You’ve looked around at your competitors and their shiny new websites make yours look a bit dated. Maybe it’s a bit cluttered, doesn’t work well on mobile devices, or just needs more features. All perfectly good reasons to speak to a graphic designer/web developer about an upgrade.
But wait. Just like your business, your existing website has earned an online reputation, or ‘ranking’ over time. And just like the years that you have spent building your business, your online presence is just as hard won, yet can also be lost or damaged, when launching a new website. It can take months, or even years, to regain lost ground.
So here’s a collection of design and SEO considerations for website upgrades:
- Keep the Homepage simple – not easy to do, especially when you have alot to say, or products to sell. Most of your visitors will arrive at the Homepage; you want to stimulate visitors without bombarding them with too many messages. Some of the biggest names with thousands of products do this very successfully – check out John Lewis for an inspirational example.
- You still need text on the Homepage – unless you are in the John Lewis league, you will need to say precisely who you are and what you do in at least 250 characters or so.
- Phone number, location and opening hours – This information needs to be in text rather than as an image, so that search engines can index and serve it according to the approximate location from where a search was made. With the huge take-up of mobile browsing, this is essential. An interactive map helps too, easily sourced from Google Maps.
- Redirect all high traffic pages – Google likes busy pages, and ranks them accordingly. Assuming you are keeping the same domain name (eg mybusineesswebsite.co.uk), redirect your busiest pages to their new versions (unless the url is the same). In other words, you are saying to search engines ‘for this, see this, it’s the same thing, just in a different place.’ Don’t just redirect multiple pages to the homepage, as Google et al take a dim view of that indeed. If you are contemplating a domain name change, see my note at the bottom of this article.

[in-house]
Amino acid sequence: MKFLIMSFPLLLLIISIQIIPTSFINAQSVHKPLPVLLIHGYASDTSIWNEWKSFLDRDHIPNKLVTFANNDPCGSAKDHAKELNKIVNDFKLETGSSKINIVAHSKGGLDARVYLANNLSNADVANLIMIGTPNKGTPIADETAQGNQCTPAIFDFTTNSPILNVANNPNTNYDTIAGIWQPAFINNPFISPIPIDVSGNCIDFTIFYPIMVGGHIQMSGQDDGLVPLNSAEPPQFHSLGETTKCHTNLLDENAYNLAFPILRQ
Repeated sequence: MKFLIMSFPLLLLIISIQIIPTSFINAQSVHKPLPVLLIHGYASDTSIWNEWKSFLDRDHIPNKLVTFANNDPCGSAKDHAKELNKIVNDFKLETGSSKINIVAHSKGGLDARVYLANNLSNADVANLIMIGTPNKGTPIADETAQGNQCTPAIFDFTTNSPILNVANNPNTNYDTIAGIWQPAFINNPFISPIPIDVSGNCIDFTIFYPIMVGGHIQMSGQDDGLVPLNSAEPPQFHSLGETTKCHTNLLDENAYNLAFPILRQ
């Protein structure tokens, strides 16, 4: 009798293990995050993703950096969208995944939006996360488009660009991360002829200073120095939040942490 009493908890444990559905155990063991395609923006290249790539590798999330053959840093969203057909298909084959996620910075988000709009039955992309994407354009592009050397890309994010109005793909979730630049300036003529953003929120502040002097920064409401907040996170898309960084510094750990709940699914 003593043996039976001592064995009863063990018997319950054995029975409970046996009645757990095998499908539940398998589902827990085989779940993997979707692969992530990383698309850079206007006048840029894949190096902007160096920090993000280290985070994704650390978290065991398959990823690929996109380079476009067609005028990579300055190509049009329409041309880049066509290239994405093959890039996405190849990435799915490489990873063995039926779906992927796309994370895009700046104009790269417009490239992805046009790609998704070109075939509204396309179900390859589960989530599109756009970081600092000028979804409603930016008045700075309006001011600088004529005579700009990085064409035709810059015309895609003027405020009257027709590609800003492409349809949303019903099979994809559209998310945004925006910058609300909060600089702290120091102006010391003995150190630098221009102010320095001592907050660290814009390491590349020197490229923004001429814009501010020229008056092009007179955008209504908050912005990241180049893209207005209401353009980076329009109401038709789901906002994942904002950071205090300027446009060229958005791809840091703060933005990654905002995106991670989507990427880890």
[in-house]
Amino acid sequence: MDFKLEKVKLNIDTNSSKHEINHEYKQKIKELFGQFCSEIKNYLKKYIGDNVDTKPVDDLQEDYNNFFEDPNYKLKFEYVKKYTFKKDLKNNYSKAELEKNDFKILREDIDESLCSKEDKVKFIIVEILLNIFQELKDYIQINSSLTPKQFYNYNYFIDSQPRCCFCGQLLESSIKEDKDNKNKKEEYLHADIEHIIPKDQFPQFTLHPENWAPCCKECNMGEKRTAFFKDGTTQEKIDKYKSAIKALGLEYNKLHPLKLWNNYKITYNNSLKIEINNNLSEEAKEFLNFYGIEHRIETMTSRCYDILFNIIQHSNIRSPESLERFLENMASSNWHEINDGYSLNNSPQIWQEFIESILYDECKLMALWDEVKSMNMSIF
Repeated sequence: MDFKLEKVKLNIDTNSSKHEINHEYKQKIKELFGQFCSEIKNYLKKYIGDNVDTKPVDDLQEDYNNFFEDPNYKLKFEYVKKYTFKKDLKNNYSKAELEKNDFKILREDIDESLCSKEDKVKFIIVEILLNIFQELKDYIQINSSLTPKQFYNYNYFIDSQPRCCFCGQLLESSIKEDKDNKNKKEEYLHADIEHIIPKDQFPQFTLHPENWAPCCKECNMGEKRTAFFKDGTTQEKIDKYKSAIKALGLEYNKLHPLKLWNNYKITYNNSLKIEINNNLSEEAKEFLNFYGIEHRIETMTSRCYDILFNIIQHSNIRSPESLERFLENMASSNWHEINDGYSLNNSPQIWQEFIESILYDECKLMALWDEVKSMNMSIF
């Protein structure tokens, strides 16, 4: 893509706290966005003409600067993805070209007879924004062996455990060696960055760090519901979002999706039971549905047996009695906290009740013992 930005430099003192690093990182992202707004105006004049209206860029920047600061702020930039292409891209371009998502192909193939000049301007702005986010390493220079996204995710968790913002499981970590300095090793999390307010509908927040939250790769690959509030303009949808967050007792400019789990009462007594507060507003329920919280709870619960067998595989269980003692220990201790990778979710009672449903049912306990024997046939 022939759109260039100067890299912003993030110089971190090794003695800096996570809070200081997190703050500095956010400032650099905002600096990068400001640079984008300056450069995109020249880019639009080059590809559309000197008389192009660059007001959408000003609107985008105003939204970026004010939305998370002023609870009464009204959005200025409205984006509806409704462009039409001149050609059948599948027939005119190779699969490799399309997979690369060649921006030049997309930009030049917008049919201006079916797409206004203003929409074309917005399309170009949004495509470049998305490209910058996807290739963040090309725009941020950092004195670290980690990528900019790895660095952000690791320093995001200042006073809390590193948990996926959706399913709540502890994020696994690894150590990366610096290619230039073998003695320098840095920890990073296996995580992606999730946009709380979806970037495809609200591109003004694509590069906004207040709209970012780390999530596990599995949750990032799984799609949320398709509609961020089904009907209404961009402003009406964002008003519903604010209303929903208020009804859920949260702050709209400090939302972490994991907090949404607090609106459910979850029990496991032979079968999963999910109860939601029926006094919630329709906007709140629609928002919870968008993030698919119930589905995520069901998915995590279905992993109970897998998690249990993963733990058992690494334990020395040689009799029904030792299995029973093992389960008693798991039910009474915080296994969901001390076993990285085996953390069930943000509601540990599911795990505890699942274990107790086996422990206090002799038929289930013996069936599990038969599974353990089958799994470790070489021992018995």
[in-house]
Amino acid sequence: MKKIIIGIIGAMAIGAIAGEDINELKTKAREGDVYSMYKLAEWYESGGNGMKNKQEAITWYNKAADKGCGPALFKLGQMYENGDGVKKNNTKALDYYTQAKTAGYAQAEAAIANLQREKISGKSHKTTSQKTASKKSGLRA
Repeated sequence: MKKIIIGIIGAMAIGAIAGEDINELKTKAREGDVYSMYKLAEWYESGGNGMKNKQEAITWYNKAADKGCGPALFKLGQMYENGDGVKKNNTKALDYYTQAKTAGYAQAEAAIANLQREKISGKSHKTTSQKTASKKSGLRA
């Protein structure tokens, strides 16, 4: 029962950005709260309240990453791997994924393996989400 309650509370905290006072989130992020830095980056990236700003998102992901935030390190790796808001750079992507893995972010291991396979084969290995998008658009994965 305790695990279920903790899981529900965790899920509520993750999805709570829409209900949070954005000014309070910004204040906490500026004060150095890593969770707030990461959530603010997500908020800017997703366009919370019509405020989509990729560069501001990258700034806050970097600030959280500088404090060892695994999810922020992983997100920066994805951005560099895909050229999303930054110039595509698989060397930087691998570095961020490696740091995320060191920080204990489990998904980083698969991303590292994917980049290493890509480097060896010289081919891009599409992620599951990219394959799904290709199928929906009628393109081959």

- Site navigation and architecture – when someone arrives at your site, they want to find what they want – quickly. Like humans, search engines don’t like ploughing through six navigation levels to get to specific information. Brief your designer that you’d really like visitors to get anywhere from the homepage in three clicks maximum.
- Get a prominent Search box above the fold – if people just want to find what they want, they can use this. Make sure it works. Get to know where to find out what people searched for within your Analytics. Results from your search box can be catalysts for new business opportunities, seriously.
- Make sure your content is unique and written for humans, not search engines. Duplicate or plagiarised content from other online sources is a no-no. Be assured that Google’s algorithms will spot this and your site could be downgraded as a result, however much you have paid for your shiny new website. Transfer unique content, especially expert articles and blog posts from the old site, as it all counts.